I suspect that the UCW is more concerned with its distrust, as a result of the Government's directive to the Post Office—[Interruption.] The Secretary of State for Trade and Industry, who has just returned to the Chamber, should learn to shut his mouth now and again and to listen to what is said. The problem for the UCW and its members is that they no longer trust what is being said to them because of the way in which the Government betrayed them over the closures.
With great respect to the hon. Gentleman, he is changing his case and taking an entirely different line. I would not suggest that he means to mislead the House, but he gave a clear understanding that there had been an agreement. As we have now checked this with the Post Office—
For the sake of good order, I shall withdraw the "deliberately". During the period of postal mechanisation, the Union of Post Office Workers, as it was then—the Union of Communication Workers as it is now—willingly entered into arrangements with the Post Office whereby, in exchange for job security for those who are left in the industry after mechanisation, it agreed to shed 1,700 jobs. It does not matter a tuppenny damn what the Post Office says to the Minister. That was the position, and that is why the union feels betrayed.
I have been fair to the hon. Gentleman in allowing him to intervene on two occasions. I understand that, and what he said in his main speech. I am simply saying that the Post Office board says that it is unaware of any arrangement or agreement, and the Department of Trade and Industry is also unaware of such an agreement.
A number of hon. Members have argued that the Government should intervene to prevent the closure of particular offices within their constituencies. I can obviously understand that, but when Labour Members seek to imply that the Government are somehow different for refusing to intervene in individual cases. I am bound to ask why they are so coy about telling the House of their successful intervention to prevent individual office closures during their term of office. How many times did the right hon. Member for Chesterfield intervene when he had responsibility for these matters? I understand why Labour Members are so coy about telling the House how many times the Labour Government intervened. We have heard a number of speeches from hon. Members who were members of that Government, and so had collective responsibility as Ministers within that Government. Not once did the Secretary of State for Industry in the last Labour Administration, or the one before that, intervene on any closure. They were pursuing the policy that this Government are pursuing now—that individual office closures are a matter for the Post Office board and not for the Government.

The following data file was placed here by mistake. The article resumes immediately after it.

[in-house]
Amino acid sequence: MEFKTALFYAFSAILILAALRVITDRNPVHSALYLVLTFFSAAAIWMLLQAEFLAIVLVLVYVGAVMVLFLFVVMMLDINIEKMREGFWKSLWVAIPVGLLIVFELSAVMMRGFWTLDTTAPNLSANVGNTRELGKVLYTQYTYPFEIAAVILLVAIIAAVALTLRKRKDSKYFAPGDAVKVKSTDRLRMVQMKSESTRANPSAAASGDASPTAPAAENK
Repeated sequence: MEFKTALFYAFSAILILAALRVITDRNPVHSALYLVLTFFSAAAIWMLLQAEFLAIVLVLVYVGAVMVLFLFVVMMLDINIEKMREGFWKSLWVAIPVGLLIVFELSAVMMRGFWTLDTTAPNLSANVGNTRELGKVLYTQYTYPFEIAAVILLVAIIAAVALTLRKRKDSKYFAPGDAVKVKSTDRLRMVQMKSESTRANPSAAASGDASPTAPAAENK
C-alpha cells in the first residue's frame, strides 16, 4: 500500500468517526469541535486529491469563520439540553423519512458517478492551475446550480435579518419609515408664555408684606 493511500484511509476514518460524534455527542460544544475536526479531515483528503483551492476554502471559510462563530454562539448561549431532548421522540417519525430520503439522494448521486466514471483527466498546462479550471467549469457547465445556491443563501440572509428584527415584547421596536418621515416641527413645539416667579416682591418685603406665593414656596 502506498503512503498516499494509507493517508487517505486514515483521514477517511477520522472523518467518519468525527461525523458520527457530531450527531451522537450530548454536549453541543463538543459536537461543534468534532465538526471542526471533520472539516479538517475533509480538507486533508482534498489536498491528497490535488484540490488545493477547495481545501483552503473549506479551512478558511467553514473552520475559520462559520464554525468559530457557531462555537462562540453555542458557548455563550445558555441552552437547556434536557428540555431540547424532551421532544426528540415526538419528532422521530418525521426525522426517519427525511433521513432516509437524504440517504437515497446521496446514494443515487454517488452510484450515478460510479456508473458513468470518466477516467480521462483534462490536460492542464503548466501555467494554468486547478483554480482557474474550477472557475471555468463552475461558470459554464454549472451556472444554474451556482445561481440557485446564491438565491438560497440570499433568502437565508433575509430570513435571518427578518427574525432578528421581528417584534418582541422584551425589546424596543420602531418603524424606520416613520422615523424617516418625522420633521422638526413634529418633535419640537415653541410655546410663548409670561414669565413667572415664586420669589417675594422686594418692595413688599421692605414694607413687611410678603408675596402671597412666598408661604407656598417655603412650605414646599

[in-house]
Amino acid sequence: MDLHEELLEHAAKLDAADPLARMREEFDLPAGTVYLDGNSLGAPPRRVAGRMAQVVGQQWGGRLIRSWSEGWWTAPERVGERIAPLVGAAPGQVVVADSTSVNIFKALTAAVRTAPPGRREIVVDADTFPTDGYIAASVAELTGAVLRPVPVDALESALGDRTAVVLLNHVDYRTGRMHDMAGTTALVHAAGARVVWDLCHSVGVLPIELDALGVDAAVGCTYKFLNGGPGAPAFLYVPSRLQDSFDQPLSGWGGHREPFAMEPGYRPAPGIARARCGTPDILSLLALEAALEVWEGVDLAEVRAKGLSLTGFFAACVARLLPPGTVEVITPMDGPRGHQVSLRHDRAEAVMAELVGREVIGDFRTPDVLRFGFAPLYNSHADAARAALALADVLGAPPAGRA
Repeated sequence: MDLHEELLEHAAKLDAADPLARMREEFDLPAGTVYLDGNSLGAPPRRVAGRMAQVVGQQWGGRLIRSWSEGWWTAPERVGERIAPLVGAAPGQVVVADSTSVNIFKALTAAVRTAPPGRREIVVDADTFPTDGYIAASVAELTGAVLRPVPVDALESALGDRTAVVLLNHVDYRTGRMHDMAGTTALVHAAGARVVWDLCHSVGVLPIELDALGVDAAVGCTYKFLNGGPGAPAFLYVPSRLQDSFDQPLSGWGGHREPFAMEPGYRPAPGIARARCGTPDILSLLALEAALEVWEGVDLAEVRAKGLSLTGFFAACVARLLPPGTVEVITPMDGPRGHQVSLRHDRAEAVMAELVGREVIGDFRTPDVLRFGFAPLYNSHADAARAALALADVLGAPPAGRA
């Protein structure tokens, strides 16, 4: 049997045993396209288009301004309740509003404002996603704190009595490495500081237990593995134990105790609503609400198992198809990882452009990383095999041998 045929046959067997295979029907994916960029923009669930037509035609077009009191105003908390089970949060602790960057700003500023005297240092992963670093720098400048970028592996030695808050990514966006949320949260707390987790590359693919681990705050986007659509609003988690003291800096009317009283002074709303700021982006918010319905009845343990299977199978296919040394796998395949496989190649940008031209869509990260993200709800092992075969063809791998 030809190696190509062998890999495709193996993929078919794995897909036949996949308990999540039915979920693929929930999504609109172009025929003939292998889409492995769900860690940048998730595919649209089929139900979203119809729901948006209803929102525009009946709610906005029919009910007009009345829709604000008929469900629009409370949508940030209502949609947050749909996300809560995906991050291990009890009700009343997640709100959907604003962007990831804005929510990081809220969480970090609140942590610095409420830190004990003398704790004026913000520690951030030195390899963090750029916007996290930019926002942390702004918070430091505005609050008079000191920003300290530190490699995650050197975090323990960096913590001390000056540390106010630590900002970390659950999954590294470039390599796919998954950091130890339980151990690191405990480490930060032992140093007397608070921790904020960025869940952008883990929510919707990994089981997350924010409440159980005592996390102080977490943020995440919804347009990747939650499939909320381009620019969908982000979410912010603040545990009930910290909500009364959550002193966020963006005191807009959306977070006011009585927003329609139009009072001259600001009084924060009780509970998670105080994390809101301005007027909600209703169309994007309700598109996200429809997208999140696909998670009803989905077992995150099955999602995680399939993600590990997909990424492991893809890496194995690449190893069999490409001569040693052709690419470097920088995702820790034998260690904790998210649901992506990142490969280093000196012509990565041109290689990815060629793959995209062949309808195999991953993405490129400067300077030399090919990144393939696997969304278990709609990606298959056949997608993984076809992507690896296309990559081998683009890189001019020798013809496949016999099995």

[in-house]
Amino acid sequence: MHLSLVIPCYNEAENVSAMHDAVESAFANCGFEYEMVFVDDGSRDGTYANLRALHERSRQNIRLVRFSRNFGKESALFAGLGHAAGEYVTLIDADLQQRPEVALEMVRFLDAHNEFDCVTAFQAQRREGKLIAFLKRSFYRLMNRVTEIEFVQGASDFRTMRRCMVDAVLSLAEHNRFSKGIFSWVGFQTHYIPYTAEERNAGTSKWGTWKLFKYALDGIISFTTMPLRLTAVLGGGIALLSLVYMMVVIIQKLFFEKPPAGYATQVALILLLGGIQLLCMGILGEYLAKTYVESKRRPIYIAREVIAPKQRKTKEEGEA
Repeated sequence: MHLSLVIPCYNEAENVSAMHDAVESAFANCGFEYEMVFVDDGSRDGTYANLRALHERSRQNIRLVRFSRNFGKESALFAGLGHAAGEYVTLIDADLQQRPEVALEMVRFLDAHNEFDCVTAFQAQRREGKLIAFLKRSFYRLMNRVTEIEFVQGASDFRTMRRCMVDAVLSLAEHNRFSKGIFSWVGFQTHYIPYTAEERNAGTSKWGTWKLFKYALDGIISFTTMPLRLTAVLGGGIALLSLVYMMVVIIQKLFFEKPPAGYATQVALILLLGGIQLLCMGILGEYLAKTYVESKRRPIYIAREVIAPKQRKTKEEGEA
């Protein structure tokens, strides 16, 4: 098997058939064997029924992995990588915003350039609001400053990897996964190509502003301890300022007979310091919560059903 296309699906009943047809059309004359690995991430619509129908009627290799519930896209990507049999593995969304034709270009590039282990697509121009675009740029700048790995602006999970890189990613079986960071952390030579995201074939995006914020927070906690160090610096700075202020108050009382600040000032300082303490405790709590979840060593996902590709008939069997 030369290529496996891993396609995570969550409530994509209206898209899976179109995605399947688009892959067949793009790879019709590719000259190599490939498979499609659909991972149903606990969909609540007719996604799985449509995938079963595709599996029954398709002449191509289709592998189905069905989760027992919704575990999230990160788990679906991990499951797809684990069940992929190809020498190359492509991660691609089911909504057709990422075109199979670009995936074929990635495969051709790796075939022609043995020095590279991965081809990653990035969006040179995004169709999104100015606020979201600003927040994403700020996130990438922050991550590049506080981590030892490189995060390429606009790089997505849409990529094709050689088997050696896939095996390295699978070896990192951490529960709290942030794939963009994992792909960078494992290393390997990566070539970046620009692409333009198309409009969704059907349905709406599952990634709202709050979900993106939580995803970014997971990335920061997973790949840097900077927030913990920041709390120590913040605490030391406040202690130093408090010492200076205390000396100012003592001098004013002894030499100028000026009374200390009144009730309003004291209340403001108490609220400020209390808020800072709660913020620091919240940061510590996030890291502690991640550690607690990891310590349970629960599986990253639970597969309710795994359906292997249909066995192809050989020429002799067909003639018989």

An interesting question is which right hon. or hon. Member first thought of creating the Post Office board and forming the Post Office corporation. Surprise, surprise, it was the right hon. Member for Chesterfield—that flag-carrier of the lunatic Left, the headless dragon, the man who spends a lot of his time in the House trying to play the part of Pontius Pilate. He will have a great deal of difficulty in washing his hands of this one. He was responsible for setting up the board that had the delegated powers to deal with closures, collectively and individually. He will have to take his share of the responsibility for that.
So much for the sincerity of the view expressed by Labour Members. The main feature of today's debate has been that it has exposed the hypocrisy of Labour Members who seek to condemn this Government for following policies that they pursued when they were in office. I have no doubt that they would pursue those policies again in the unlikely event of their ever regaining office.
I and my hon. Friend the Minister thought that my hon. Friend the Member for York (Mr. Gregory) raised an interesting point on the service being made available before 9 am. I am sure that the board will look at that.
The House should be clear that the Government are not closing post offices any more than the previous Labour Administration were.
Is my hon. Friend aware that I have received a letter from the head postmaster of Derby, saying that the sub-postmistress in a village has resigned because only 10 pensions and 12 allowances were collected a week, and the Post Office has been unable to attract any applicants for this sub-post office, although it has advertised profusely? The sub-postmistress offered to open for three days a week, but, quite rightly, the Post Office does not feel that it should be following this course. One other point arises—
I am grateful to my hon. Friend for that intervention. It does not require any amplification.
Some hon. Members have suggested that post office closures are a direct result of the financial and performance objectives set by Government. Indeed, some Labour Members have sought to suggest that such targets are some sort of wicked Conservative invention—ignoring the fact that the Post Office has had a financial target for 20 years and performance targets were first set in the late 1970s by the Labour Government.